The Seven Habits of Highly Effective Asians

September 9, 2008 by trooce · Leave a Comment 

After reading the book, “The Seven Habits of Highly Successful People” by Stephen Covey, it had such a profound impact on me that it inspired me to come up with my own list, this one specific for Asian Americans.

It is my sincere hope that the list I’ve come up with will provide some insight into the intricate workings of Asian socio-economic dynamics, some helpful hints on how to improve your own productivity, and perhaps most importantly, allow me to sell twelve kajillion books.

In the interests of full disclosure, let me first say that I am an Asian American, who is writing from a particular perspective.  Therefore, the opinions that I am about to express may not necessarily represent the opinions of this publication.  Having said that, if you do not believe in everything I am about to say, then your mama wears army boots and you are a complete chowderhead.

Now that I’ve gotten that out of the way, and without further ado, let me present the definitive list entitled, “The Seven Habits of Highly Effective Asians.”

Habit Number One:  Rice – A staple as well as an adhesive
While rice is a staple crop like potatoes and wheat, it is not widely known outside of the Asian culture that rice also serves as a be all, end all of adhesives.  Go into any typical Asian home, and it is quite likely that you will not see any tape, glue, or paper clips.  As most Asian kids learned at a young age, any time you asked your parents for some tape or glue for a project, they would eventually direct you to the refrigerator and a bowl of leftover rice.  Take a few grains of day old rice, mash them together between your fingers, and Voila!  Instant glue.

I recently helped my son build a treehouse using nothing more than some lumber, paint, and five bowls of leftover chicken fried rice.

Habit Number Two:  Banners – Not necessarily a sign of the times
The next time you visit a Chinese, Vietnamese or other Asian restaurant, be sure to check out the restaurant sign out in front.  More likely than not, you will see a “Grand Opening” banner hanging not too far from it.  Asians realize that it makes no sense to invest hundreds of dollars on a “Grand Opening” sign only to use it for the first few weeks of a brand new restaurant.  No, if it was a good idea to have the sign up for a few weeks, then it makes even more sense to have the signs up for the long haul.

When I was a kid growing up, I thought the name of my favorite Chinese restaurant was called “Beijing Gardens Grand Opening.”  It wasn’t until a few years later that I started to get suspicious when the same restaurant changed its name to “Beijing Gardens Grand Opening Under New Management.”

Habit Number Three:  Never judge a seat by its cover

When invited over for dinner in an Asian household, you may notice upon sitting at the formal dining table that all the chairs have the thick, transparent plastic sheet covering the seat of the chair that came with the furniture when you bought it.  You may also wonder whether your host may have inadvertently forgotten to remove the cover after they got the dining set home.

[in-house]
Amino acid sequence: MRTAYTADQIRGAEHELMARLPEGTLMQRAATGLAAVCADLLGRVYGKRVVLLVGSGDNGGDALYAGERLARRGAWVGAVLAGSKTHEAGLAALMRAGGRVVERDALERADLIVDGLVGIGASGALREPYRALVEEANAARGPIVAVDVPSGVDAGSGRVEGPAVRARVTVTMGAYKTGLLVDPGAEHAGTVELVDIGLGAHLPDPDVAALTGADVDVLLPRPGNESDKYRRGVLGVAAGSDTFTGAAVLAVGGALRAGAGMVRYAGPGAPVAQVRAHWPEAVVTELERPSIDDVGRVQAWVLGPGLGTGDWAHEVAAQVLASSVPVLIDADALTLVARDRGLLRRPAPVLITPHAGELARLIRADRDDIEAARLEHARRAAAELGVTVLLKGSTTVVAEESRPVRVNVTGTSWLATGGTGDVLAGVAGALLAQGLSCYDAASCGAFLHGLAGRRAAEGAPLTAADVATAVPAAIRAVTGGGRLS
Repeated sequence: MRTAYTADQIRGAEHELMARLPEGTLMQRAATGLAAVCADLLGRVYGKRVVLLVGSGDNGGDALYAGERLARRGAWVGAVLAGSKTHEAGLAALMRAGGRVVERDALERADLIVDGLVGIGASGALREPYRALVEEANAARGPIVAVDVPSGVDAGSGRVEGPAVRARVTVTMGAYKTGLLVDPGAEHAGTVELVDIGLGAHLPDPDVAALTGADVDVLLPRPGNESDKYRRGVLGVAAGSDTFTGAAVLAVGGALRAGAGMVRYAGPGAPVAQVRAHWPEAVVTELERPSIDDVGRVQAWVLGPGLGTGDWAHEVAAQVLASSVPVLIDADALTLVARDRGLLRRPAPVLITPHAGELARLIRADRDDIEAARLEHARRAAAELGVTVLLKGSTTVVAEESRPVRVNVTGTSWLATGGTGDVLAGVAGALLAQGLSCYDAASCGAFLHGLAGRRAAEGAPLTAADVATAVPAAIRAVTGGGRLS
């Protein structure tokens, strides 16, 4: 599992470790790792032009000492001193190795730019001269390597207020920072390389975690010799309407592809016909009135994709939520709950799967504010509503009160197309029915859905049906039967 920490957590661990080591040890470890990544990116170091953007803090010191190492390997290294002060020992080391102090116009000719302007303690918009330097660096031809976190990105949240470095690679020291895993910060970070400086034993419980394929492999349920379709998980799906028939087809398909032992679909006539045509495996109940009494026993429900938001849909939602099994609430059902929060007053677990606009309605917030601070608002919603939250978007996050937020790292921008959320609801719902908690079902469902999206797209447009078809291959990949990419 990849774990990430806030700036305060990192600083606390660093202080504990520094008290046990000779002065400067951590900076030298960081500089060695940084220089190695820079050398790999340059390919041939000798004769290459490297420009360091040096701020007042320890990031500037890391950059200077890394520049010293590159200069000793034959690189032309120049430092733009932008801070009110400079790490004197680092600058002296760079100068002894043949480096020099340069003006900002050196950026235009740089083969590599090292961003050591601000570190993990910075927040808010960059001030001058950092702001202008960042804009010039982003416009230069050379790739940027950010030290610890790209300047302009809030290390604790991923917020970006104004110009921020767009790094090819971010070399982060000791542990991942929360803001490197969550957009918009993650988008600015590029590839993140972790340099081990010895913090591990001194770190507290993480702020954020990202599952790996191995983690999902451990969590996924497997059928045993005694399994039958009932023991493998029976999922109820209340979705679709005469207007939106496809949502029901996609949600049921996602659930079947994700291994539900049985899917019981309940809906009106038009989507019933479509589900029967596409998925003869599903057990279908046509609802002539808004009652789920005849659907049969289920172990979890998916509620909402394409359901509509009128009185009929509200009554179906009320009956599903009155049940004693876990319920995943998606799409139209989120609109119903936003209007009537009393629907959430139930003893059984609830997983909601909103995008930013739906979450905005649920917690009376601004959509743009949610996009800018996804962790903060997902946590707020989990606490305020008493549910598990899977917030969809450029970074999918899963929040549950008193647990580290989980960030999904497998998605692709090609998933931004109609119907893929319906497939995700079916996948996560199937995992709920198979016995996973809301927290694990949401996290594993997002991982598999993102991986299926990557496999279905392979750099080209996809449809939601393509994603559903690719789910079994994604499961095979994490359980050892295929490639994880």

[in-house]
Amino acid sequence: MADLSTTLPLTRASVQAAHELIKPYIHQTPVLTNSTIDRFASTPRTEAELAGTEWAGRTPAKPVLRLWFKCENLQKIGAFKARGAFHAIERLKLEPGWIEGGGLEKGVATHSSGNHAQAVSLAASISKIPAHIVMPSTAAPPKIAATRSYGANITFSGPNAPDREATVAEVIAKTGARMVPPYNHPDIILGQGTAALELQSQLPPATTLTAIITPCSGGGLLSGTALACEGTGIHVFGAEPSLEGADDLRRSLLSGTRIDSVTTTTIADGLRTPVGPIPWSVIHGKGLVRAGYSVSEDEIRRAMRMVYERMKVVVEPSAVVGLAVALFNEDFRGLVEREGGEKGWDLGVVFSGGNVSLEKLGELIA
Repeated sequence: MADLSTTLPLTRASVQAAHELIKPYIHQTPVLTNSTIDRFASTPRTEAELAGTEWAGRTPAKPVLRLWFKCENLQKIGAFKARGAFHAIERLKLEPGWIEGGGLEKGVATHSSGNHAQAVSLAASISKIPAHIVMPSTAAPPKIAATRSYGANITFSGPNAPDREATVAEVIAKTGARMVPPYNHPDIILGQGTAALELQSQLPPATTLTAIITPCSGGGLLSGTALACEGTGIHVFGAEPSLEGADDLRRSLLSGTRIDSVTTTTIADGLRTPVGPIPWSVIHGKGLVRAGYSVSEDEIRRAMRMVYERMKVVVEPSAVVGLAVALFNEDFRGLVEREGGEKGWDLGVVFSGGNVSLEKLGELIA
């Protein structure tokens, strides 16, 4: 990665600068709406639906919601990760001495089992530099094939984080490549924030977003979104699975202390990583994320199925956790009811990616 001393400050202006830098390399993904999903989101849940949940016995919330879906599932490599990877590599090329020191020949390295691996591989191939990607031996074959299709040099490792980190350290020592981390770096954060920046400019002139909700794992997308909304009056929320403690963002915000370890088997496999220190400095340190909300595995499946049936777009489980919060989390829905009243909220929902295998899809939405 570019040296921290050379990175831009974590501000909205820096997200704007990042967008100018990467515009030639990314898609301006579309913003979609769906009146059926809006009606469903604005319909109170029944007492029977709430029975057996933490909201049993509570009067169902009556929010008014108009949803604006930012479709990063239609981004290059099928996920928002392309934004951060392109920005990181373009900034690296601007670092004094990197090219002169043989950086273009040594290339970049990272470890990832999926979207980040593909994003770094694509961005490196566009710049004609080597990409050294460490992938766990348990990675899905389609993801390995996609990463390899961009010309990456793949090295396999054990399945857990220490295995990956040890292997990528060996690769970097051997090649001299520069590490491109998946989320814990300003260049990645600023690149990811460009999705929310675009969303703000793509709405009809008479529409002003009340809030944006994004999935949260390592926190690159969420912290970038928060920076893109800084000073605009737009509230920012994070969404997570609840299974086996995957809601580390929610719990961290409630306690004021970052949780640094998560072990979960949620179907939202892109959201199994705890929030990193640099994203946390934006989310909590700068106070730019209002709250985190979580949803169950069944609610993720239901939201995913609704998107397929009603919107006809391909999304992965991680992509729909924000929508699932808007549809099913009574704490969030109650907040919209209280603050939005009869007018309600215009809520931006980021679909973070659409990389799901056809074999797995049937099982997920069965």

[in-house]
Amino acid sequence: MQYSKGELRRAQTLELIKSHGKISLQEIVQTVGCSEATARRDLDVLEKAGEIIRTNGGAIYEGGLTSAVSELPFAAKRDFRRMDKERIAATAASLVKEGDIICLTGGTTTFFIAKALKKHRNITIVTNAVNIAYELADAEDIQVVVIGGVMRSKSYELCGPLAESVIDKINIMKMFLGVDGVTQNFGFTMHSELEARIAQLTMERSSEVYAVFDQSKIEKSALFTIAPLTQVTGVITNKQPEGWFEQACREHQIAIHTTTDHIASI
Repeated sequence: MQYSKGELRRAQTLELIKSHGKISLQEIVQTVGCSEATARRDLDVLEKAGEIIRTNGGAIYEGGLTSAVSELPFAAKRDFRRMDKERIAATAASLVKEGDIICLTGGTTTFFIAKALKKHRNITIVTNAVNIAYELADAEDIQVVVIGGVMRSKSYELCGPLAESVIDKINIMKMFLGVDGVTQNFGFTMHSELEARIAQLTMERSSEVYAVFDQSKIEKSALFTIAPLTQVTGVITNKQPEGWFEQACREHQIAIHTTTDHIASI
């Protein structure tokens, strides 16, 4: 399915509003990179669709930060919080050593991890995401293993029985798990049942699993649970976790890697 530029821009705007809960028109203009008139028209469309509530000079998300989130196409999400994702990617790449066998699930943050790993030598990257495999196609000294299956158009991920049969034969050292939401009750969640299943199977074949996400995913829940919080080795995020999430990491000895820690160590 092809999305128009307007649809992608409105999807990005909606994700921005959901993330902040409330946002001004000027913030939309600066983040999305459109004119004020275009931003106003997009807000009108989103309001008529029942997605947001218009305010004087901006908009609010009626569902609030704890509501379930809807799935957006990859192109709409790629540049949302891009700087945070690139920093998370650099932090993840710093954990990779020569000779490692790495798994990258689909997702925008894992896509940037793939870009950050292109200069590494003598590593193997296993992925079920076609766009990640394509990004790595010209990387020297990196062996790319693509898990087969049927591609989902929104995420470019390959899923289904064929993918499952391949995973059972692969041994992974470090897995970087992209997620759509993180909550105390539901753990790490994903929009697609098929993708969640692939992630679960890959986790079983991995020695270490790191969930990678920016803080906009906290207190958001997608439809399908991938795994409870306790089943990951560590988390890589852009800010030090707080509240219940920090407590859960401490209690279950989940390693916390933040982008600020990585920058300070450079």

This is a common misperception by people who have not closely studied habit number three of the seven habits.

While most people assume the see through plastic covering is used only to protect the seat fabric while the furniture is in route from the furniture store to your home, it is a little known fact that this plastic material is an industrial grade product, manufactured to withstand liquid spills, sharp utensils, hot pans, and low grade nuclear explosions.

My aunt once proudly explained that her dining room seat covers were custom made using intricately hand woven silk from a rare silk worm that only lives in one nearly inaccessible area of China.  She described the design of the seat covers in great detail, which she had to do by memory since you couldn’t see anything through the faded, now yellow-colored plastic covering the seat.

But take my word for it – if anyone could see under the plastic I’m sure those seat covers would have been beautiful…and pristine.

Habit Number Four:  Tea’d off yet squeaky clean
Habit Number Four is a daily ritual performed routinely on the lives of young Asian children throughout the world by their mothers.  Asian mothers are convinced that tea is a magic elixir that will not only quench thirst, but is also a natural disinfectant that can clean anything known to man.

It’s the same image the world over – an Asian mom holding a small towel in one hand and a pot of tea in another.  Next thing you know, the tea is poured out onto the towel, and whatever the object – tabletop, chopsticks, 57 Chevy, is now clean.

Unfortunately, the object of my mom’s disinfecting skills was often me and my brother.  During the course of any meal you could predict that my mom would eventually pour hot tea onto a napkin and wipe our faces with it.  While our faces would certainly end up clean, I’m not sure whether the tea was really effective or whether applying any liquid the temperature of scalding lava to a child’s face would be a good disinfectant since it’s likely to kill germs as well as burn off a few layers of the kid’s epidermis.

I hope these habits will have a positive impact in your life.  And for those of you who have noticed that I only got through four of the seven habits, hopefully you’ll be able to find them in my upcoming book. <Note:  I will write the rest for the book!

How else am I going to sell twelve kajillion copies?

A Tale of Forbidden Fruit

September 4, 2008 by trooce · Leave a Comment 

As a service to our readers, I have taken it upon myself, in a never-ending quest to unravel the secrets of Asian culture, to seek out and uncover, at some personal risk to myself, the mysteries of Asia’s forbidden fruits.

That’s right – I’m here to tell you about all the weird fruit they have on sale at my local Asian supermarket.